School Suspension Rates and the School-to-Prison Pipeline

Educators from across the nation gathered at the White House on July 22 to discuss school discipline and expand the conversation about replacing suspensions and expulsions with positive alternatives that keep students in school and learning. The number of children suspended from schools is staggering – over 3 million each year – and research demonstrates that school suspension marks the start of the “School-to-Prison Pipeline” that leads many youth into the juvenile and criminal justice systems.

Zero-tolerance discipline policies in schools across the country play a major role, resulting in out-of-school suspension, expulsion, or even arrest for minor offenses. In some states, police officers are widely stationed in schools, and routinely arrest and transport youth to juvenile detention centers. Data from our incarcerated population demonstrate the outcome of these lost opportunities for learning and removal from the classroom: over two thirds of males in the federal prison system do not have a high school diploma.

The School-to-Prison Pipeline disproportionately affects the most at-risk youth, particularly students of color and students with disabilities. Data from the Department of Education reveals that African-American students are 3.5 times more likely to be suspended or expelled than white students. While constituting only 18 percent of students, black children account for over 45 percent of those suspended more than once.

As part of the summit, the Department of Education released two maps to demonstrate the scale of the problem, included below. Especially striking is the second map, revealing that across the country high proportions – often over 20 percent – of students with disabilities have been suspended at least once.

All Districts, One or More Suspensions
Percentage of students suspended one or more times, by school district (2011-12)
One or More Suspensions with Disabilities
Percentage of students with disabilities suspended one or more times, by school district (2011-12)

Educators and policy-makers also reported districts that are making positive changes to disrupt the School-to-Prison Pipeline. For example, LA Unified was the first district in the country to ban suspensions for “willful defiance” – activities including refusing to turn off a cellphone or failing to follow school dress code – in favor of alternative approaches to discipline that result in fewer lost classroom hours. Discussion made clear teachers’ need for increased resources, training, and flexibility in the classroom, both to choose appropriate disciplinary measures, and to avoid escalating situations that lead to suspension or arrest.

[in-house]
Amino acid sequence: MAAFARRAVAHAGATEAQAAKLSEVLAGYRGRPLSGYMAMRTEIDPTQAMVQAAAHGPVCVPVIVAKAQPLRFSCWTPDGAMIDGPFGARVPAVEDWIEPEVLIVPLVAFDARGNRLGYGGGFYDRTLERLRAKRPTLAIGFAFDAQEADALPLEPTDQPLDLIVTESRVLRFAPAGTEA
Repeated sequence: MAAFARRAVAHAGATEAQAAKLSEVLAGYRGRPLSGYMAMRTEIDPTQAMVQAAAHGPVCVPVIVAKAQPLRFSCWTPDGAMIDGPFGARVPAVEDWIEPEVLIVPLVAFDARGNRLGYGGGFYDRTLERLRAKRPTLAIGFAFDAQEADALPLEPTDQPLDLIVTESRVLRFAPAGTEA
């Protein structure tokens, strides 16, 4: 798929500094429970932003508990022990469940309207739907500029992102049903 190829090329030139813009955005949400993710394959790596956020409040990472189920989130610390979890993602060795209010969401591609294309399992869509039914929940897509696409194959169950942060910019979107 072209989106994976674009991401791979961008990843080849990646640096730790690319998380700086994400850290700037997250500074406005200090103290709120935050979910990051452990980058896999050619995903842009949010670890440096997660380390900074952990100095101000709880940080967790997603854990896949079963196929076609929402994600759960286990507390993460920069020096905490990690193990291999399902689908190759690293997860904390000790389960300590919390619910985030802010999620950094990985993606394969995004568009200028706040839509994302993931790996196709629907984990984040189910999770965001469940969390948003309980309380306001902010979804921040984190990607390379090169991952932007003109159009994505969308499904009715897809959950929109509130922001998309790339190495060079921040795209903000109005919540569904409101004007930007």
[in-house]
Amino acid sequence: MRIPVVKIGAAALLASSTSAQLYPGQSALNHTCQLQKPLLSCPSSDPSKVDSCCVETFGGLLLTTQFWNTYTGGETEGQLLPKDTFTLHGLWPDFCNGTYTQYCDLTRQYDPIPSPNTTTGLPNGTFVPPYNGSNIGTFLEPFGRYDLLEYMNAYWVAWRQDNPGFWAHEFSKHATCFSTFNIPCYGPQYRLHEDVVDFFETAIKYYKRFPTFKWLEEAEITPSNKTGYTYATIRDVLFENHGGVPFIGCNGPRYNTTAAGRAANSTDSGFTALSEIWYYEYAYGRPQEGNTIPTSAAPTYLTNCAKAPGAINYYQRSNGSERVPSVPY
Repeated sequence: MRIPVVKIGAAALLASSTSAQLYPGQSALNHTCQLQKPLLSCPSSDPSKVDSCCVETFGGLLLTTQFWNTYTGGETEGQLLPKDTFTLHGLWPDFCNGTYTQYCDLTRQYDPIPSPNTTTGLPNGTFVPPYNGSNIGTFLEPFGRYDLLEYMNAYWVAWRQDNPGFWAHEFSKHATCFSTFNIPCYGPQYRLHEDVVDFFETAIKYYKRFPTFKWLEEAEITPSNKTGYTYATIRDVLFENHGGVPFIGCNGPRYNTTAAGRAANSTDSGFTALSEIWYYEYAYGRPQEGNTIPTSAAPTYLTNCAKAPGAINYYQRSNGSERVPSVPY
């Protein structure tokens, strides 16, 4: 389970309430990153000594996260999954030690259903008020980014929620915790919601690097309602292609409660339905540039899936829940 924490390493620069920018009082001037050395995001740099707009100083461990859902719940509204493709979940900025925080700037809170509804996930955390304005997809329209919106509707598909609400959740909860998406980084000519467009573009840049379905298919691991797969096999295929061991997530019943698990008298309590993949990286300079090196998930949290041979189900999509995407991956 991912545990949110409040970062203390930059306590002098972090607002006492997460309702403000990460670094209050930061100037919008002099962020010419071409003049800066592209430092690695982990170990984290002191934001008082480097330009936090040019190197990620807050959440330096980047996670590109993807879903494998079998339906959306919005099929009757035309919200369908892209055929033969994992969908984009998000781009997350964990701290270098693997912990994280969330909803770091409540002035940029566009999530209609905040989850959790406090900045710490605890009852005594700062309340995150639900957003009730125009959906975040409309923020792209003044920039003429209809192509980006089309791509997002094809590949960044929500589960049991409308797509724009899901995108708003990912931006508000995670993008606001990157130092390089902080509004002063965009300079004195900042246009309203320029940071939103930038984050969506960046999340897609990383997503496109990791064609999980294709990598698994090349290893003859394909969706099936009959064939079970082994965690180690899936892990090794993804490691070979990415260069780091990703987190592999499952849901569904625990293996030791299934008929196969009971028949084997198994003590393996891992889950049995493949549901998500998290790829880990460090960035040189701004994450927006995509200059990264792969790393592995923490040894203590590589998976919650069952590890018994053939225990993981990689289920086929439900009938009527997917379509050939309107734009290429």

Explore Suspension Rates by Race

The map below uses data provided by the Center for Civil Rights Remedies to display suspension rates by state in 2011-12. Click each state to view a breakdown of suspension rates by students’ race.

Tracking Police Killings Jan-July 2015

As law enforcement fatalities have come under increased scrutiny I’ve been looking at data compiled by the Guardian’s The Counted project. This is a crowdsourced effort to gather a comprehensive of killings at the hands of police and other law enforcement agencies, in the absence of any mandatory, official recording.

Below is a interactive, time-lapse map of police killings based on The Counted data. The map covers January 1 to July 27, 2015. Use the play/pause button to control the time slider.

Here’s a new map, created using data from The Guardian’s The Counted project tracking police killings in the US in 2015.

Tools: CartoDB.com, with additional credit to OpenStreetMap contributors.

The State of Current Reporting

The only official recording of police killings is under a voluntary program administered by the FBI. In this system, law enforcement agencies may choose to report “justifiable homicides,” defined as “the killing of a felon in the line of duty.”

More soon…

I’ll be working on exploring this rich, powerful, and unsettling dataset further in the coming weeks. For updates follow me on twitter @EdHarrisDotMe, and check out @theCounted project as well.

Update July 29:

Thanks to the Guardian US and The Counted for sharing.

Poverty Data from SAIPE 2013

The US Census Bureau’s Small Area Income and Poverty Estimates (SAIPE) provides annual estimates at the state, county, and school district level of income and poverty statistics for the administration of federal programs. Prepared using Community Commons mapping tools, this map offers a quick look at this data, an update from the last ACS survey. As we’ve seen before, poverty remains concentrated in the South, Appalachia, and more broadly across the Southwest.

Poverty Map SAIPE 2013

Somewhere Special

Mark your special place. An early experiment using Open Street Map data with Mapbox Studio.

Holyoke Medical Center

Can’t guess where? Holyoke Medical Center, where our son was born last week.

Data © OpenStreetMap contributors. Licensed under the Open Data Commons Open Database License. Design © Mapbox. Licensed according to the Mapbox Terms of Service.